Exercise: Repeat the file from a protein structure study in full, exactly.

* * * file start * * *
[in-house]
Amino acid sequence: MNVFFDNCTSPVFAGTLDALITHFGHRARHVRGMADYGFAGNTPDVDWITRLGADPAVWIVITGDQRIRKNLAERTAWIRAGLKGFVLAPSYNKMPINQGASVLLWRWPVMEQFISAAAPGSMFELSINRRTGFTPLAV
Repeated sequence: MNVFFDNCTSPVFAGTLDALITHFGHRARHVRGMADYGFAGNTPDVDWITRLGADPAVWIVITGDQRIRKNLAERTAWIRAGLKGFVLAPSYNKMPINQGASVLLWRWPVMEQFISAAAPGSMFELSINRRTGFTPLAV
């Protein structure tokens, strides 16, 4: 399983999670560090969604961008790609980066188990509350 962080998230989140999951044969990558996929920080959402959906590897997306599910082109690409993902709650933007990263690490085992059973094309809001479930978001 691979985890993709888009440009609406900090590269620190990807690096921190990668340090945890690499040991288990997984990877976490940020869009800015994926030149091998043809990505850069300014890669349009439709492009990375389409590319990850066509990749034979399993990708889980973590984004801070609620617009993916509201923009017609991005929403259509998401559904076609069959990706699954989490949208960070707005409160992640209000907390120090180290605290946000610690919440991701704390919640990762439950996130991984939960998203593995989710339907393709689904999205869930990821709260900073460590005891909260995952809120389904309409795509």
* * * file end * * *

[in-house]
Amino acid sequence: MNVFFDNCTSPVFAGTLDALITHFGHRARHVRGMADYGFAGNTPDVDWITRLGADPAVWIVITGDQRIRKNLAERTAWIRAGLKGFVLAPSYNKMPINQGASVLLWRWPVMEQFISAAAPGSMFELSINRRTGFTPLAV
Repeated sequence: MNVFFDNCTSPVFAGTLDALITHFGHRARHVRGMADYGFAGNTPDVDWITRLGADPAVWIVITGDQRIRKNLAERTAWIRAGLKGFVLAPSYNKMPINQGASVLLWRWPVMEQFISAAAPGSMFELSINRRTGFTPLAV
């Protein structure tokens, strides 16, 4: 399983999670560090969604961008790609980066188990509350 962080998230989140999951044969990558996929920080959402959906590897997306599910082109690409993902709650933007990263690490085992059973094309809001479930978001 691979985890993709888009440009609406900090590269620190990807690096921190990668340090945890690499040991288990997984990877976490940020869009800015994926030149091998043809990505850069300014890669349009439709492009990375389409590319990850066509990749034979399993990708889980973590984004801070609620617009993916509201923009017609991005929403259509998401559904076609069959990706699954989490949208960070707005409160992640209000907390120090180290605290946000610690919440991701704390919640990762439950996130991984939960998203593995989710339907393709689904999205869930990821709260900073460590005891909260995952809120389904309409795509």